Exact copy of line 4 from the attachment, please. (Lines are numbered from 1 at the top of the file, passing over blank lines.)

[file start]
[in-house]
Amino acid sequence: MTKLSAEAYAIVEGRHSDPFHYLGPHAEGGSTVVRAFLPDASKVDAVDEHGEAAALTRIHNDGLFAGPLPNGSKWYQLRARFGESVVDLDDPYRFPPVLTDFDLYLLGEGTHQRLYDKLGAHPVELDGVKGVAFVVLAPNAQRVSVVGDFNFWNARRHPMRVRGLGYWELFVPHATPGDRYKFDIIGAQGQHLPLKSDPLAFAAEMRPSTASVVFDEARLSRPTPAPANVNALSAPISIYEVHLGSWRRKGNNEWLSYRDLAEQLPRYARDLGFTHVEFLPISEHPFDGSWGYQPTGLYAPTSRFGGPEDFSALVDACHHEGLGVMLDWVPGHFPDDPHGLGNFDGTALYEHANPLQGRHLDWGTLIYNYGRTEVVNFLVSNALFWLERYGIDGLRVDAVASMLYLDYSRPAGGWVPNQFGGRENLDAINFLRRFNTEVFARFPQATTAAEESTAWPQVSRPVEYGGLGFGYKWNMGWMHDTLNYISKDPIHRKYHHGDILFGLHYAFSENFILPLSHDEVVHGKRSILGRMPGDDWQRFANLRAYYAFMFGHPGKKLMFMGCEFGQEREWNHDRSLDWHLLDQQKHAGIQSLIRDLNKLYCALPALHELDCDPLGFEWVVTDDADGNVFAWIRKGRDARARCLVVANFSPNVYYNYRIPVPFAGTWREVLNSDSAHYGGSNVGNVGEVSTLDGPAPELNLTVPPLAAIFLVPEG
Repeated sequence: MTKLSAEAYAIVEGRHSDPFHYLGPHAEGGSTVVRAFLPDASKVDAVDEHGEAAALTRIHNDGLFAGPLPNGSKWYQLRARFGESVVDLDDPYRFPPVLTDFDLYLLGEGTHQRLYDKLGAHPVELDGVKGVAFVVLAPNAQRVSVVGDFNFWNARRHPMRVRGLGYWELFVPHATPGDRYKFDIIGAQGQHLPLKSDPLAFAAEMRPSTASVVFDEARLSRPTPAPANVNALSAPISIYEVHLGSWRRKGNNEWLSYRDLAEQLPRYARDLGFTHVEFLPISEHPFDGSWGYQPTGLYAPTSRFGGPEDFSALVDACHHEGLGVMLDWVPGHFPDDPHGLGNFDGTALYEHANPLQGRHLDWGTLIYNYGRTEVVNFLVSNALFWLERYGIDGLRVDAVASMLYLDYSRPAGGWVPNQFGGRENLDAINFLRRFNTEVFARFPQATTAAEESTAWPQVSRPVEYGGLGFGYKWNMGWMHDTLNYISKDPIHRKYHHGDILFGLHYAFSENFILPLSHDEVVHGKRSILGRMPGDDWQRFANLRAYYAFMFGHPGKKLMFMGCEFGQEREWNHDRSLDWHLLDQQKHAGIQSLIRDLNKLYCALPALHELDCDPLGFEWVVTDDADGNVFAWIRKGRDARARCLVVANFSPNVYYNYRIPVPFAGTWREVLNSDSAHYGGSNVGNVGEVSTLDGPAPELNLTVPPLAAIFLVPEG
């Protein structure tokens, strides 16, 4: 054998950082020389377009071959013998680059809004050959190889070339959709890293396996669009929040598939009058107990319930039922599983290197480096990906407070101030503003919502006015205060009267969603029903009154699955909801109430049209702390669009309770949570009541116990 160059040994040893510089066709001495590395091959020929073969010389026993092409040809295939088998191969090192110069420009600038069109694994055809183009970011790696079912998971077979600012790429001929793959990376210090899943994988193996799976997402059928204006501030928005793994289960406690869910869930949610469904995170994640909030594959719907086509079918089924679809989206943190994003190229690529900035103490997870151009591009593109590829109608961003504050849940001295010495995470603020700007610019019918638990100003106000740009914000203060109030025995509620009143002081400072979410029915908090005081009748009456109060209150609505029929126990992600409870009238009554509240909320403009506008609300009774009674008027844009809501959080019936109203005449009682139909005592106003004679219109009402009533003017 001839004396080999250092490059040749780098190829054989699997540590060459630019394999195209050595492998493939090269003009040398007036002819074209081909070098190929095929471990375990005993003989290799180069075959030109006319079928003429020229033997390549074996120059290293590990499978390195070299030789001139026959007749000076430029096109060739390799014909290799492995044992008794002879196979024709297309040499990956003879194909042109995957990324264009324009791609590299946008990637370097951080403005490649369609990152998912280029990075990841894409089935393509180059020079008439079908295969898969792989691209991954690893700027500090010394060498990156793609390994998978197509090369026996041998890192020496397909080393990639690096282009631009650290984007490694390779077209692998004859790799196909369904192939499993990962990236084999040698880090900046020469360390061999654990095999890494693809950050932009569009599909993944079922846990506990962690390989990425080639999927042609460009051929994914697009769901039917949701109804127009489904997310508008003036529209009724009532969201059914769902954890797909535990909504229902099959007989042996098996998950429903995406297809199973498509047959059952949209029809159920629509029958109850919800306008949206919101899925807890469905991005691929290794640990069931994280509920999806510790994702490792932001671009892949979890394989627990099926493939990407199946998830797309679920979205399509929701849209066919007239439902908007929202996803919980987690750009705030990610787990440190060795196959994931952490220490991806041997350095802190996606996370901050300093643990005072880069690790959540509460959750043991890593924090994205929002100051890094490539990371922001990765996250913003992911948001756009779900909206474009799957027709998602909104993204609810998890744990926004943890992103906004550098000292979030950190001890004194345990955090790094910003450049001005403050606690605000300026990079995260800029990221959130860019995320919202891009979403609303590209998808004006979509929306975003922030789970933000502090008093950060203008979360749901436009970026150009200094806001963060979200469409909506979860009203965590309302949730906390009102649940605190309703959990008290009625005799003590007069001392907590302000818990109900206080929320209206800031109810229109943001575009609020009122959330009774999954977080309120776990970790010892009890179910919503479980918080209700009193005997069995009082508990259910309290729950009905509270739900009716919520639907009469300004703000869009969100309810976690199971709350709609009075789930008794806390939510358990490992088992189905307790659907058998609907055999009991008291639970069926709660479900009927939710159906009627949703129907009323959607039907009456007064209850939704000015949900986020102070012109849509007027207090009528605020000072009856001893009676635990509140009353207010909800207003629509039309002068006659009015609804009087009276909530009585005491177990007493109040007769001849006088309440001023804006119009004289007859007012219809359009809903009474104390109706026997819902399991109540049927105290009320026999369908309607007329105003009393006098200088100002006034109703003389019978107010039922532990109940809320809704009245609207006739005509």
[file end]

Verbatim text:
């Protein structure tokens, strides 16, 4: 054998950082020389377009071959013998680059809004050959190889070339959709890293396996669009929040598939009058107990319930039922599983290197480096990906407070101030503003919502006015205060009267969603029903009154699955909801109430049209702390669009309770949570009541116990 160059040994040893510089066709001495590395091959020929073969010389026993092409040809295939088998191969090192110069420009600038069109694994055809183009970011790696079912998971077979600012790429001929793959990376210090899943994988193996799976997402059928204006501030928005793994289960406690869910869930949610469904995170994640909030594959719907086509079918089924679809989206943190994003190229690529900035103490997870151009591009593109590829109608961003504050849940001295010495995470603020700007610019019918638990100003106000740009914000203060109030025995509620009143002081400072979410029915908090005081009748009456109060209150609505029929126990992600409870009238009554509240909320403009506008609300009774009674008027844009809501959080019936109203005449009682139909005592106003004679219109009402009533003017 001839004396080999250092490059040749780098190829054989699997540590060459630019394999195209050595492998493939090269003009040398007036002819074209081909070098190929095929471990375990005993003989290799180069075959030109006319079928003429020229033997390549074996120059290293590990499978390195070299030789001139026959007749000076430029096109060739390799014909290799492995044992008794002879196979024709297309040499990956003879194909042109995957990324264009324009791609590299946008990637370097951080403005490649369609990152998912280029990075990841894409089935393509180059020079008439079908295969898969792989691209991954690893700027500090010394060498990156793609390994998978197509090369026996041998890192020496397909080393990639690096282009631009650290984007490694390779077209692998004859790799196909369904192939499993990962990236084999040698880090900046020469360390061999654990095999890494693809950050932009569009599909993944079922846990506990962690390989990425080639999927042609460009051929994914697009769901039917949701109804127009489904997310508008003036529209009724009532969201059914769902954890797909535990909504229902099959007989042996098996998950429903995406297809199973498509047959059952949209029809159920629509029958109850919800306008949206919101899925807890469905991005691929290794640990069931994280509920999806510790994702490792932001671009892949979890394989627990099926493939990407199946998830797309679920979205399509929701849209066919007239439902908007929202996803919980987690750009705030990610787990440190060795196959994931952490220490991806041997350095802190996606996370901050300093643990005072880069690790959540509460959750043991890593924090994205929002100051890094490539990371922001990765996250913003992911948001756009779900909206474009799957027709998602909104993204609810998890744990926004943890992103906004550098000292979030950190001890004194345990955090790094910003450049001005403050606690605000300026990079995260800029990221959130860019995320919202891009979403609303590209998808004006979509929306975003922030789970933000502090008093950060203008979360749901436009970026150009200094806001963060979200469409909506979860009203965590309302949730906390009102649940605190309703959990008290009625005799003590007069001392907590302000818990109900206080929320209206800031109810229109943001575009609020009122959330009774999954977080309120776990970790010892009890179910919503479980918080209700009193005997069995009082508990259910309290729950009905509270739900009716919520639907009469300004703000869009969100309810976690199971709350709609009075789930008794806390939510358990490992088992189905307790659907058998609907055999009991008291639970069926709660479900009927939710159906009627949703129907009323959607039907009456007064209850939704000015949900986020102070012109849509007027207090009528605020000072009856001893009676635990509140009353207010909800207003629509039309002068006659009015609804009087009276909530009585005491177990007493109040007769001849006088309440001023804006119009004289007859007012219809359009809903009474104390109706026997819902399991109540049927105290009320026999369908309607007329105003009393006098200088100002006034109703003389019978107010039922532990109940809320809704009245609207006739005509």